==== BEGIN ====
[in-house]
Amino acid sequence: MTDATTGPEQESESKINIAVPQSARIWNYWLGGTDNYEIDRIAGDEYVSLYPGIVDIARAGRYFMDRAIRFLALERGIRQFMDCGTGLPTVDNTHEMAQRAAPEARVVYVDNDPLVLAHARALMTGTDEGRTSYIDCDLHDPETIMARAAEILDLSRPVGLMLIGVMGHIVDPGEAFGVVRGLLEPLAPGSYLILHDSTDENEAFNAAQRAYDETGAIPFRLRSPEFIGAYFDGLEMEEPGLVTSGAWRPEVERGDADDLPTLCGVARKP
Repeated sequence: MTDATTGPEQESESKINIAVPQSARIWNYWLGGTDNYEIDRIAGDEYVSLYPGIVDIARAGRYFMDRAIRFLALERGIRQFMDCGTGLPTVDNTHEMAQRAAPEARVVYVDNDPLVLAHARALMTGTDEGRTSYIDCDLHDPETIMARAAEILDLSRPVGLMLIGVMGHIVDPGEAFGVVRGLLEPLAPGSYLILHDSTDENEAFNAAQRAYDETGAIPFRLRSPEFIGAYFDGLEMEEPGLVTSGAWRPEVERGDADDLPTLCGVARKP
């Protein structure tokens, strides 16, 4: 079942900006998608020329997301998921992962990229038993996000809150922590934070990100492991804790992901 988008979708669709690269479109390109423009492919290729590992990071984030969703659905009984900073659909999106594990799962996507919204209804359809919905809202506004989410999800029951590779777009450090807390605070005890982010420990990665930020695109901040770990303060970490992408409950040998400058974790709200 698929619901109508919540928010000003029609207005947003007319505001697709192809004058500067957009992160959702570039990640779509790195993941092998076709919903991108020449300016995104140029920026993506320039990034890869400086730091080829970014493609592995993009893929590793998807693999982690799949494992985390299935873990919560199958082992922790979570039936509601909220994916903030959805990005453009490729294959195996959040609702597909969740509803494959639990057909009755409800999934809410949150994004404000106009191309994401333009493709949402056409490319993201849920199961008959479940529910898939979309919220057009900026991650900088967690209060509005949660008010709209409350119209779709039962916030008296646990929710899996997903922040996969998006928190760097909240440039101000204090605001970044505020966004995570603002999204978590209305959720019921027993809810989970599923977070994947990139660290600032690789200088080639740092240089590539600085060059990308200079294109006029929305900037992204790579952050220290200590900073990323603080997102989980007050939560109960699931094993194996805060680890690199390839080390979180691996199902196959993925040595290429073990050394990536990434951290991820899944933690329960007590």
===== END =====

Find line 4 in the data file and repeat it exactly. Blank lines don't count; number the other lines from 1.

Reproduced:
């Protein structure tokens, strides 16, 4: 079942900006998608020329997301998921992962990229038993996000809150922590934070990100492991804790992901 988008979708669709690269479109390109423009492919290729590992990071984030969703659905009984900073659909999106594990799962996507919204209804359809919905809202506004989410999800029951590779777009450090807390605070005890982010420990990665930020695109901040770990303060970490992408409950040998400058974790709200 698929619901109508919540928010000003029609207005947003007319505001697709192809004058500067957009992160959702570039990640779509790195993941092998076709919903991108020449300016995104140029920026993506320039990034890869400086730091080829970014493609592995993009893929590793998807693999982690799949494992985390299935873990919560199958082992922790979570039936509601909220994916903030959805990005453009490729294959195996959040609702597909969740509803494959639990057909009755409800999934809410949150994004404000106009191309994401333009493709949402056409490319993201849920199961008959479940529910898939979309919220057009900026991650900088967690209060509005949660008010709209409350119209779709039962916030008296646990929710899996997903922040996969998006928190760097909240440039101000204090605001970044505020966004995570603002999204978590209305959720019921027993809810989970599923977070994947990139660290600032690789200088080639740092240089590539600085060059990308200079294109006029929305900037992204790579952050220290200590900073990323603080997102989980007050939560109960699931094993194996805060680890690199390839080390979180691996199902196959993925040595290429073990050394990536990434951290991820899944933690329960007590």